In vivo evaluation of a biodegradable donut-shaped minitablet for prolonged posterior segment drug delivery in the rabbit eye model
Journal of Pharmaceutical Sciences
University of the Witwatersrand, Department of Pharmacy and Pharmacology, Parktown 2193, Johannesburg, Gauteng, South Africa; University of the Witwatersrand, Division of Neurosciences, Department of Ophthalmology, Parktown 2193, Johannesburg, Gauteng, South Africa; University of the Witwatersrand, Department of Physiology, Brian Function Research Group and Central Animal Services, Parktown 2193, Johannesburg, Gauteng, South Africa; University of the Witwatersrand, Department of Anatomical Pathology, Parktown 2193, Johannesburg, Gauteng, South Africa
This study focused on the in vivo evaluation of a biodegradable ganciclovir-loaded donut-shaped minitablet (DSMT) for controlled drug delivery in the New Zealand white albino rabbit eye model. Specialized tablet tooling was used to manufacture a poly(lactic-co-glycolic acid) DSMT device that was implanted into 18 rabbits through the pars plana/peripheral retina of the right eyes of each rabbit. The left eyes were used as controls. Possible adverse effects on ocular tissues were assessed by histomorphology, slit-lamp biomicroscopy, intraocular pressure (IOP) measurements, and indirect ophthalmoscopy. The ex vivo microenvironmental vitreous pH was also monitored. Rabbits were euthanized at predetermined intervals and the residual devices, vitreous humor, and ocular tissue were retrieved and stored appropriately until further analysis. The DSMT was well tolerated up to 72 days and was still visible in the superotemporal quadrant of the eye. The mean IOP range (6-8 mmHg; N = 18) and changes in vitreous pH (7.25 ± 0.01; N = 3) correlated with baseline measurements. The DSMT displayed constant ganciclovir release at a rate of 2.02 μg/h maintained within the 50% effective dose for human cytomegalovirus retinitis (N = 3). The design simplicity and application of the biodegradable DSMT device may provide a superior alternative for prolonged rate-controlled intraocular drug delivery. © 2010 Wiley-Liss, Inc. and the American Pharmacists Association.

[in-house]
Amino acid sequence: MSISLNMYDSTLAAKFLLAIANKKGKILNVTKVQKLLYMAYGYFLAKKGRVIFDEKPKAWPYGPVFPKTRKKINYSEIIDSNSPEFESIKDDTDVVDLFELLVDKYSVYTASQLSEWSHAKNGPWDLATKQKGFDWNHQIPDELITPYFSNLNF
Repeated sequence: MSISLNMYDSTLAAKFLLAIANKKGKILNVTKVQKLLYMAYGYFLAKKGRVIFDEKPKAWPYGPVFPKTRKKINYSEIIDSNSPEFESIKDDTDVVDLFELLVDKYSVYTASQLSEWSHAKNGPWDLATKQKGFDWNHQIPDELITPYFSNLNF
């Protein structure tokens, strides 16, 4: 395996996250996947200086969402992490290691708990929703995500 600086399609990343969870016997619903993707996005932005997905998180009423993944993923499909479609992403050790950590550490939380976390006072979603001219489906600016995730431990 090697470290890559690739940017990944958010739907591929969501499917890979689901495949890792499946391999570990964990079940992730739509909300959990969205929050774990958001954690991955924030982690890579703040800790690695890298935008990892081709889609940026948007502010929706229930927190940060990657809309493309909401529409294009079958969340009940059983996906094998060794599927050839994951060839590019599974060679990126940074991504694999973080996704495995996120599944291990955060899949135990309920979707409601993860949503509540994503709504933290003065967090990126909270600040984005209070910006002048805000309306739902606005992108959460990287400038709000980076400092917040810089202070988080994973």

ganciclovir; polyglactin; resomer; adverse outcome; animal experiment; animal tissue; area under the curve; article; biodegradation; ciliary disk; controlled study; donut shaped minitablet; drug bioavailability; drug blood level; drug delivery system; drug elimination; drug isolation; drug release; ex vivo study; histology; in vivo study; intraocular pressure; male; nonhuman; ophthalmoscopy; pH; rabbit; retina; slit lamp; toxicity testing; vitreous body; Absorbable Implants; Animals; Antiviral Agents; Delayed-Action Preparations; Drug Delivery Systems; Equipment Design; Ganciclovir; Hydrogen-Ion Concentration; Lactic Acid; Male; Polyglycolic Acid; Posterior Eye Segment; Rabbits